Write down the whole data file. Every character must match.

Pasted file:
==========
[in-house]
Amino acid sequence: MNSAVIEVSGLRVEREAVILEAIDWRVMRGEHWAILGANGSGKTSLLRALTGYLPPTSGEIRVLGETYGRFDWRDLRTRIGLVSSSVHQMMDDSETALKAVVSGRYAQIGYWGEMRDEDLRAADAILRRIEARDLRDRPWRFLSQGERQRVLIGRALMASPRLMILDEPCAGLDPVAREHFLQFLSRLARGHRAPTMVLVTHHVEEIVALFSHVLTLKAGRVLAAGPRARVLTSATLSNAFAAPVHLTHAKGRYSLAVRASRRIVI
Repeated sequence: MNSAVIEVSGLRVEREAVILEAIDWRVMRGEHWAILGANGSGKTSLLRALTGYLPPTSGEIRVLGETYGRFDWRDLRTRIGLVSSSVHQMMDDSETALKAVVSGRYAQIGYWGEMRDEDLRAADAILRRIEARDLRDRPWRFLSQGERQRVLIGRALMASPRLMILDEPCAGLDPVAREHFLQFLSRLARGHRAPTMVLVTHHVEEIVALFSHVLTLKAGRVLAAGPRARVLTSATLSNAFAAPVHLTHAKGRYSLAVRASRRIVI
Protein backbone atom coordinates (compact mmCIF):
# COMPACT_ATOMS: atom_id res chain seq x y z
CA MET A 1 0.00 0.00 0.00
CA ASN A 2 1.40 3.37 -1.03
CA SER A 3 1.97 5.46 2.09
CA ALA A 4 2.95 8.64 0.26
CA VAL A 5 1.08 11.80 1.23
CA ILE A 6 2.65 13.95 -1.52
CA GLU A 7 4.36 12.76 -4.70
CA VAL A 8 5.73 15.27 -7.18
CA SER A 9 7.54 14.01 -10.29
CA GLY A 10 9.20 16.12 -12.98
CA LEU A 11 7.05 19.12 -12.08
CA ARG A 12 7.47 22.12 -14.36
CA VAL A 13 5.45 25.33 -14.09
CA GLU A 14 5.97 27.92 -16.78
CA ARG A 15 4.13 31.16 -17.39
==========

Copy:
[in-house]
Amino acid sequence: MNSAVIEVSGLRVEREAVILEAIDWRVMRGEHWAILGANGSGKTSLLRALTGYLPPTSGEIRVLGETYGRFDWRDLRTRIGLVSSSVHQMMDDSETALKAVVSGRYAQIGYWGEMRDEDLRAADAILRRIEARDLRDRPWRFLSQGERQRVLIGRALMASPRLMILDEPCAGLDPVAREHFLQFLSRLARGHRAPTMVLVTHHVEEIVALFSHVLTLKAGRVLAAGPRARVLTSATLSNAFAAPVHLTHAKGRYSLAVRASRRIVI
Repeated sequence: MNSAVIEVSGLRVEREAVILEAIDWRVMRGEHWAILGANGSGKTSLLRALTGYLPPTSGEIRVLGETYGRFDWRDLRTRIGLVSSSVHQMMDDSETALKAVVSGRYAQIGYWGEMRDEDLRAADAILRRIEARDLRDRPWRFLSQGERQRVLIGRALMASPRLMILDEPCAGLDPVAREHFLQFLSRLARGHRAPTMVLVTHHVEEIVALFSHVLTLKAGRVLAAGPRARVLTSATLSNAFAAPVHLTHAKGRYSLAVRASRRIVI
Protein backbone atom coordinates (compact mmCIF):
# COMPACT_ATOMS: atom_id res chain seq x y z
CA MET A 1 0.00 0.00 0.00
CA ASN A 2 1.40 3.37 -1.03
CA SER A 3 1.97 5.46 2.09
CA ALA A 4 2.95 8.64 0.26
CA VAL A 5 1.08 11.80 1.23
CA ILE A 6 2.65 13.95 -1.52
CA GLU A 7 4.36 12.76 -4.70
CA VAL A 8 5.73 15.27 -7.18
CA SER A 9 7.54 14.01 -10.29
CA GLY A 10 9.20 16.12 -12.98
CA LEU A 11 7.05 19.12 -12.08
CA ARG A 12 7.47 22.12 -14.36
CA VAL A 13 5.45 25.33 -14.09
CA GLU A 14 5.97 27.92 -16.78
CA ARG A 15 4.13 31.16 -17.39